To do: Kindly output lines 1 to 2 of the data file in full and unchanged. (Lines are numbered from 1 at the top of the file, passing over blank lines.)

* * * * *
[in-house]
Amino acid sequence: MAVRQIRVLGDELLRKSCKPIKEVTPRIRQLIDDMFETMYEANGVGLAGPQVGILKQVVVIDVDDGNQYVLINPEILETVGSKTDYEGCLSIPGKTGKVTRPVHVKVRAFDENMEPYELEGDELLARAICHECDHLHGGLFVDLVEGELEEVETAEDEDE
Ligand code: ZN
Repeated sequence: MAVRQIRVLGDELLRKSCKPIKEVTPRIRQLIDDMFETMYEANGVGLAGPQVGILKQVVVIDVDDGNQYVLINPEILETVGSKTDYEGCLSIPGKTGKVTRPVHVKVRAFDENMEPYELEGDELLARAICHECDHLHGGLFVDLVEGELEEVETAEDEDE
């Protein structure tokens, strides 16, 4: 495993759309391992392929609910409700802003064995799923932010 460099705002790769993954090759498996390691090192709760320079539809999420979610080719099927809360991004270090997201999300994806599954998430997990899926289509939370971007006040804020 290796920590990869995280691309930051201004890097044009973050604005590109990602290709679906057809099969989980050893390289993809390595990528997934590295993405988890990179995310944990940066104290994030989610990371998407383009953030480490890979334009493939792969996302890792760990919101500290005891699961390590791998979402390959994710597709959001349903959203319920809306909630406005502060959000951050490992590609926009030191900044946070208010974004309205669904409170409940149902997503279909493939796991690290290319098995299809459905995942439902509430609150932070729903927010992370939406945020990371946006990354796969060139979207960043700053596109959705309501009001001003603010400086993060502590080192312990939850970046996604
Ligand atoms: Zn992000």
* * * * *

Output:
[in-house]
Amino acid sequence: MAVRQIRVLGDELLRKSCKPIKEVTPRIRQLIDDMFETMYEANGVGLAGPQVGILKQVVVIDVDDGNQYVLINPEILETVGSKTDYEGCLSIPGKTGKVTRPVHVKVRAFDENMEPYELEGDELLARAICHECDHLHGGLFVDLVEGELEEVETAEDEDE